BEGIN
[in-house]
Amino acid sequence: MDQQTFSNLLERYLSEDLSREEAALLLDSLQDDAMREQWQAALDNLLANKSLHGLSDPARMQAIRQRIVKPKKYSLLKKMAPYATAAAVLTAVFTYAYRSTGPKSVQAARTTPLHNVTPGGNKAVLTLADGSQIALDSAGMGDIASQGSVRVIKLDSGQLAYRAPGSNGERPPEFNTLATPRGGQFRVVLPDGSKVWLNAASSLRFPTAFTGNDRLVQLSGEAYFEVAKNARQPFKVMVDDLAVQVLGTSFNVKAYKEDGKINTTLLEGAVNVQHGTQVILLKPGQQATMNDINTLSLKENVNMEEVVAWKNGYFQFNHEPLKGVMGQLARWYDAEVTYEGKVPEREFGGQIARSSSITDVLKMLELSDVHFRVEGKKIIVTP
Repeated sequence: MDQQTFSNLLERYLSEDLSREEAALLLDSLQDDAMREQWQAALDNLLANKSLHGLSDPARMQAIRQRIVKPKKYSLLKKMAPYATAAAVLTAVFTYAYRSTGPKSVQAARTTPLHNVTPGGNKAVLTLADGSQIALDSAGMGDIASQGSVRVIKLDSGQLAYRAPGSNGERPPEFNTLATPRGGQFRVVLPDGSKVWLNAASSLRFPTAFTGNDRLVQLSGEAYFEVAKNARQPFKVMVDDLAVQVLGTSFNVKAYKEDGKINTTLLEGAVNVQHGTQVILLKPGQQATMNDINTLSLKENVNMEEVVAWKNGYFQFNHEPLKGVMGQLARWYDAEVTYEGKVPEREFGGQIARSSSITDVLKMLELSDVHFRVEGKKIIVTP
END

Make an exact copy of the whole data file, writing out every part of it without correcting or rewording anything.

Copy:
[in-house]
Amino acid sequence: MDQQTFSNLLERYLSEDLSREEAALLLDSLQDDAMREQWQAALDNLLANKSLHGLSDPARMQAIRQRIVKPKKYSLLKKMAPYATAAAVLTAVFTYAYRSTGPKSVQAARTTPLHNVTPGGNKAVLTLADGSQIALDSAGMGDIASQGSVRVIKLDSGQLAYRAPGSNGERPPEFNTLATPRGGQFRVVLPDGSKVWLNAASSLRFPTAFTGNDRLVQLSGEAYFEVAKNARQPFKVMVDDLAVQVLGTSFNVKAYKEDGKINTTLLEGAVNVQHGTQVILLKPGQQATMNDINTLSLKENVNMEEVVAWKNGYFQFNHEPLKGVMGQLARWYDAEVTYEGKVPEREFGGQIARSSSITDVLKMLELSDVHFRVEGKKIIVTP
Repeated sequence: MDQQTFSNLLERYLSEDLSREEAALLLDSLQDDAMREQWQAALDNLLANKSLHGLSDPARMQAIRQRIVKPKKYSLLKKMAPYATAAAVLTAVFTYAYRSTGPKSVQAARTTPLHNVTPGGNKAVLTLADGSQIALDSAGMGDIASQGSVRVIKLDSGQLAYRAPGSNGERPPEFNTLATPRGGQFRVVLPDGSKVWLNAASSLRFPTAFTGNDRLVQLSGEAYFEVAKNARQPFKVMVDDLAVQVLGTSFNVKAYKEDGKINTTLLEGAVNVQHGTQVILLKPGQQATMNDINTLSLKENVNMEEVVAWKNGYFQFNHEPLKGVMGQLARWYDAEVTYEGKVPEREFGGQIARSSSITDVLKMLELSDVHFRVEGKKIIVTP